How To Change an LLC Address - How to Start my LLC

How To Change an LLC Address

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Carolyn Young has over 25 years of experience in business in various roles, including bank management, marketing management, and business education.

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For over 15 years, Sarah Ruddle has been a noteworthy leader in the business and nonprofit world.

How To Change an LLC Address

How To Change an LLC Address

Every business must have an up-to-date address registered with the state. And when businesses relocate, they need to notify the relevant government bodies. Failure to do so could result in fines or the revocation of the business’s registration. 

Changing your business address is fairly straightforward. But it’s crucial to know all the steps and possible scenarios so your business stays in good standing throughout the process. 

Lucky for you, this guide shows you how to change your LLC address without breaking a sweat. 

Business Address Change Process    

The LLC address change process begins with updating your LLC documents, including the articles of organization. States have different requirements for an address change, with some requiring an amendment to your LLC filing, so be sure to check your state’s guidelines.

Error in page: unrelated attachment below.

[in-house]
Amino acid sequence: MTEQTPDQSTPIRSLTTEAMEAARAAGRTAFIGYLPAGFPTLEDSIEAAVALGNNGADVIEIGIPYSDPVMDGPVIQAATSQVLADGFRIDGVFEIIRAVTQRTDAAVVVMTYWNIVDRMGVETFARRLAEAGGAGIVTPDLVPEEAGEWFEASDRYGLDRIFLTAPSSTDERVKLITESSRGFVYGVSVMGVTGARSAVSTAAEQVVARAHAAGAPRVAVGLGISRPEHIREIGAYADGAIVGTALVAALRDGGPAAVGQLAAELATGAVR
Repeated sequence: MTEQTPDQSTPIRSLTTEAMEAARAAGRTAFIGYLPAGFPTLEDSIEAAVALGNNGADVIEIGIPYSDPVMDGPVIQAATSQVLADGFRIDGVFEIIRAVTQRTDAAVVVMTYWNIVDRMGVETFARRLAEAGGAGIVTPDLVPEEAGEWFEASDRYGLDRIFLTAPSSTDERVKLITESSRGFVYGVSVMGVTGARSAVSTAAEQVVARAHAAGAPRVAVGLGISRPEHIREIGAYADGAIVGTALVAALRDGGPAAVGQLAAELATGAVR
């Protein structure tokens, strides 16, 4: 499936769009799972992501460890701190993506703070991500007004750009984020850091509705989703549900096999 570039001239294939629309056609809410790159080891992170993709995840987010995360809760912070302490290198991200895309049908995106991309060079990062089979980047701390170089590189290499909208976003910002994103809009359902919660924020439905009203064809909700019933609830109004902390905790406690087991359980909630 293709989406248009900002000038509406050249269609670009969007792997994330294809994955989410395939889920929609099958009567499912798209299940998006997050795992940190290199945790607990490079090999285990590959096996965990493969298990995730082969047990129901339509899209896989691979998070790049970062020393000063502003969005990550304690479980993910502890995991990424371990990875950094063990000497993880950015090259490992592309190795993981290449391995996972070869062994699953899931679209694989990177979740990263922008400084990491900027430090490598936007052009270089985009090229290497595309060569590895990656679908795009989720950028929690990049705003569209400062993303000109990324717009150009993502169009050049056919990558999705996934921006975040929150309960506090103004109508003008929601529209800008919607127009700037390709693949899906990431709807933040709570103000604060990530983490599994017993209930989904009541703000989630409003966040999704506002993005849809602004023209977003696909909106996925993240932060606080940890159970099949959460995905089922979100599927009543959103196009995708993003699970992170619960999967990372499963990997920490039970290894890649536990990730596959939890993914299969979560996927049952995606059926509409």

Fees are often associated with an address change but tend to be minimal. However, you’ll also need to notify the following individuals and entities:

  • IRS: To notify the IRS of your address change, file form 8822-b. You can quickly complete this step online. 
  • State Tax Agency: You need to be able to receive correspondence from the state regarding deadlines and other information to avoid penalties and fees.
  • Suppliers and Vendors:  All vendors and suppliers should be informed of your new address for shipping and billing purposes.
  • Lenders and Banks: Even if you’ve elected electronic communication, banks and lenders still need a legal business address on file.
  • Insurance Agents: Depending on the type of insurance, your location can affect your rates. Even if it doesn’t, insurance companies need an up-to-date business address to ensure your business is protected.
  • Licensing Agencies: You’ll need to notify any offices through which you have business licenses or permits. If you moved to a different municipality, county, or state, you must obtain the required licenses for that location.